Last week, I was lucky enough to catch up with Felicity (Felix) Ford ahead of the release of the Skystone Armwarmers, this month’s Boost Your Knitting pattern! Felix is a knitter and sound artist who translates the joy and beauty of the everyday into amazing stranded colourwork knitting. Her books, the Knitsonik Stranded Colourwork Sourcebook and the Knitsonik Stranded Colourwork Playbook, empower knitters to unlock their own creativity by observing the world around them. We’re so lucky to have her beautiful design and expertise for this month’s knitalong — and I think you’ll agree Felix’s enthusiasm for colourwork really come through in our chat! I hope you enjoy it!
KR: Thanks for chatting with us today, Felix! I have been so excited about this month’s pattern – your Skystone Armwarmers! In some ways, this month’s technique is a little different than the ones we’ve had so far since it’s about growing our creative confidence – but there’s still a series of clear steps to follow to get started. For readers who aren’t familiar with your Knitsonik system, can you explain a little about the genesis of your method?
FF: Of course! I’m excited to be here too, and to be joining you for the Skystone Armwarmers knit-a-long. I love your AC Knitwear approach to teaching techniques through projects – it’s so enabling. By following the patterns and reading the tutorials, knitters learn new ways to do things, but we also end up with wearable evidence of newly-acquired skills. The knitting itself is warm and cosy, but also serves as a heartening reminder of learning and process. That’s my favourite sort of knitting to wear.
In different ways the Knitsonik system is also about embedding creative process in our work. I’ve produced two books (three if you count my colouring book) about translating everyday life into stranded colourwork, and it’s my favourite subject to teach. My starting point was realising how often I’d find myself contemplating something and thinking “wouldn’t it be lovely to knit this?” I wanted to know the next step; to be able to say “yes! And I know how to start!”
Alice Starmore, in her book of Fair Isle Knitting, has a section of pages with photos of beautiful stranded colourwork beside photos of inspiration sources. I saw that, many years ago, and cast on at once. I soon learnt there are quite a few messy steps between the original inspiration source and the perfected stranded colourwork motif based upon it. Mistakes, trial and error, playing, discovery, wonder, horrible colour combinations and joyous ones as well, are all necessary stages to the adventure. The Knitsonik system is really a route map through that; a method for breaking down and demystifying the steps between being inspired by something and knitting something based upon it.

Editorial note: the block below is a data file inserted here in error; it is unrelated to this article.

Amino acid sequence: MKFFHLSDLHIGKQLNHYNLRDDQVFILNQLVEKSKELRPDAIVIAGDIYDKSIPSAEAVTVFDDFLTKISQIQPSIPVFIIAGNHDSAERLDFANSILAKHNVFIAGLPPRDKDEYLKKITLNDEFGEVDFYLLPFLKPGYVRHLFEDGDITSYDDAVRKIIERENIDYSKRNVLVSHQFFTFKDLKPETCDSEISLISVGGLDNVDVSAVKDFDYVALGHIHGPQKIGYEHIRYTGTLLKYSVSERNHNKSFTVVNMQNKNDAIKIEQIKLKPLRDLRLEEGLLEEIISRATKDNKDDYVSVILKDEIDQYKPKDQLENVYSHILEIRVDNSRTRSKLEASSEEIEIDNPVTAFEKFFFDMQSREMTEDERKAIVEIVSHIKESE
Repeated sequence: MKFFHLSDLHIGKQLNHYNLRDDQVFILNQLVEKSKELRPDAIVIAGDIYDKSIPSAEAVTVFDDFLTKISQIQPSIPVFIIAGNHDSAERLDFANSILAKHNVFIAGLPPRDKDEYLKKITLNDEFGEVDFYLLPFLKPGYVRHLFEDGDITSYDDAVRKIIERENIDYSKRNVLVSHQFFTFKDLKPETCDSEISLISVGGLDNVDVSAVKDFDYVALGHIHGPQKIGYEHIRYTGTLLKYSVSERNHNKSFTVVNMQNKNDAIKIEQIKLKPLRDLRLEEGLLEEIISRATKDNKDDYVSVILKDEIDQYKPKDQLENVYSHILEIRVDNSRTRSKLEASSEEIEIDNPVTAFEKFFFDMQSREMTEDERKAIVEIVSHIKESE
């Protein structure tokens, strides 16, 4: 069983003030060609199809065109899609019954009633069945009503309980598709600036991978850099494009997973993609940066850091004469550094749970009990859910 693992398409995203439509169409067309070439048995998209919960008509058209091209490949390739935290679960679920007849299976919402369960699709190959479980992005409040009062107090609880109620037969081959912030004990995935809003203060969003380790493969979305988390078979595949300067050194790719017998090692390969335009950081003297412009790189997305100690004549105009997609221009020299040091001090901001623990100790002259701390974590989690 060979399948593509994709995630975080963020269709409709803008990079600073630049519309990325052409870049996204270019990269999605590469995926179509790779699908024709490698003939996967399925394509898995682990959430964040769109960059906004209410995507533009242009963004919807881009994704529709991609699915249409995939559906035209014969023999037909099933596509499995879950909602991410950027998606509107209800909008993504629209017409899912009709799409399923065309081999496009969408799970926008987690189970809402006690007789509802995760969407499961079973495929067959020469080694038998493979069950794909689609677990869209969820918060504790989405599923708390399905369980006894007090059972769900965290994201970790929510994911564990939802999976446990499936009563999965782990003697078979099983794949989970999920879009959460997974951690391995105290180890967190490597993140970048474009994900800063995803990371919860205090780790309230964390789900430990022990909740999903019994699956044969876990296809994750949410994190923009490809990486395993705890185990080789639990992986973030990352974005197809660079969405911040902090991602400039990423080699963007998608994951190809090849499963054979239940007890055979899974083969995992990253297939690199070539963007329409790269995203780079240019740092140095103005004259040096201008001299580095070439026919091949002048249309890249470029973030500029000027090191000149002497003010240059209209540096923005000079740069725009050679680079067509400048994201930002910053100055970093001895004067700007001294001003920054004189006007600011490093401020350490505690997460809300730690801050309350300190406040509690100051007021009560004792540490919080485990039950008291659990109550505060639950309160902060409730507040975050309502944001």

KR: I’ve been lucky enough to take one of your colourwork classes, and one of the things I really loved about it and this month’s tutorial is they both create space for people who might not normally think of themselves as particularly creative (like myself!) to play and discover something. What advice do you have for anyone feeling a bit shy about getting started or who isn’t sure where to find inspiration?
FF: I’m so happy to hear that you found space for your own creativity in my workshop – it’s really important to me to create an enabling atmosphere and to set up the conditions for play and discovery. “Creativity” can be a very loaded word. Bad art teachers, the reification of creativity as something special and rare, and the idea that any sort of artistic activity is somehow extraordinary have a lot to answer for! Creativity can be nurtured and practiced by anyone, and my advice to anyone who is feeling shy is to start where you are, and not to put it off, put it on a pedestal, or wait for conditions to be perfect. What’s on the floor, what’s beside you, what can you see right now? What’s it made of? What colours does it contain? Think of a corner in your home that you’ve organised in some way – a bookshelf or a cutlery drawer. Take a photo of the corner – the bookshelf with its stripy book spines; the cutlery drawer with the lines and curves of its forks and spoons – and start there. At its most basic and immediate level, creativity is representing the world around us. To do that, we need to see it – really see it – and record our way of looking. What’s magic is that even things which feel boring and mundane (like bookshelves and cutlery drawers) turn out to be amazing and unique when you really study them.
KR: You’re so well known for your enthusiasm for stranded colourwork. Do you have any other favourite techniques? Or any on your list to learn this year?
FF: I love grafting and use it all the time for different things. However, I tried earlier this year to maintain a stranded colourwork pattern when grafting the beginning and end of a project together, and I got very muddled up. I had begun the project with a few rounds of plain stockinette in waste yarn, and the first round of the actual knitting was stranded colourwork – as was the last. I unzipped the waste yarn and found it really hard to understand what was going on between the loops forming the bottom of the stitches and the strands. I abandoned the mission and worked the graft in the background shade, adding in the pattern using duplicate stitch afterwards. However, it is annoying to me that I could not master this technique, and that’s definitely something I’d like to get a solid handle on!
The other technique I’m keen to learn is double-knitting. Whenever I am knitting stranded colourwork, I can’t help wondering “what would this colour scheme look like in reverse?” if I could learn how to do double-knitting, I could answer that question and also make fully reversible stranded colourwork.